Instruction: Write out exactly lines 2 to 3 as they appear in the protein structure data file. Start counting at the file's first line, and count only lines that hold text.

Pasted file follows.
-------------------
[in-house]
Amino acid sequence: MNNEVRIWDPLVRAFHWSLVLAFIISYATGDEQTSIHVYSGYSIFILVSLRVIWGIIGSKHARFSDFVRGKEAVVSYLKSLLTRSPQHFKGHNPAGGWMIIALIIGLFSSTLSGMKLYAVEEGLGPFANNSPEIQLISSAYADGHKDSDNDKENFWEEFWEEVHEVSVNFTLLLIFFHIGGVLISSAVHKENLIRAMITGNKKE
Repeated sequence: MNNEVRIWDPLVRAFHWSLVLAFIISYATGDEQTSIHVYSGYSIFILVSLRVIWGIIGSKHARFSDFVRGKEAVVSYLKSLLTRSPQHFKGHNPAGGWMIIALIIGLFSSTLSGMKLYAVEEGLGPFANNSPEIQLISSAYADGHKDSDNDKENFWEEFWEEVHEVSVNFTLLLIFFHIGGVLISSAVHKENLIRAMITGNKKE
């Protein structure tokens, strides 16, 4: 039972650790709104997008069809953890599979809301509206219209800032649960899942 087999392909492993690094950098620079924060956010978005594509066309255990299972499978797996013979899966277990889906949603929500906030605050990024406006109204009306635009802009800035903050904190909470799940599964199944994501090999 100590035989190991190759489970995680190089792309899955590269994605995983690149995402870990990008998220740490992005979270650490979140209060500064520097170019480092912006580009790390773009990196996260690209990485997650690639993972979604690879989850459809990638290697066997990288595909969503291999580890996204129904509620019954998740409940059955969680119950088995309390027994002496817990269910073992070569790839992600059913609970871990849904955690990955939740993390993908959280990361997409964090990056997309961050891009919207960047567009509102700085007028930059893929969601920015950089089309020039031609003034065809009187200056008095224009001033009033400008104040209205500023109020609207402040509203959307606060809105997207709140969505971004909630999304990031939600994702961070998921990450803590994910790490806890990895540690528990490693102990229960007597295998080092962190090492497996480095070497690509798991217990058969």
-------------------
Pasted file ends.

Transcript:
Amino acid sequence: MNNEVRIWDPLVRAFHWSLVLAFIISYATGDEQTSIHVYSGYSIFILVSLRVIWGIIGSKHARFSDFVRGKEAVVSYLKSLLTRSPQHFKGHNPAGGWMIIALIIGLFSSTLSGMKLYAVEEGLGPFANNSPEIQLISSAYADGHKDSDNDKENFWEEFWEEVHEVSVNFTLLLIFFHIGGVLISSAVHKENLIRAMITGNKKE
Repeated sequence: MNNEVRIWDPLVRAFHWSLVLAFIISYATGDEQTSIHVYSGYSIFILVSLRVIWGIIGSKHARFSDFVRGKEAVVSYLKSLLTRSPQHFKGHNPAGGWMIIALIIGLFSSTLSGMKLYAVEEGLGPFANNSPEIQLISSAYADGHKDSDNDKENFWEEFWEEVHEVSVNFTLLLIFFHIGGVLISSAVHKENLIRAMITGNKKE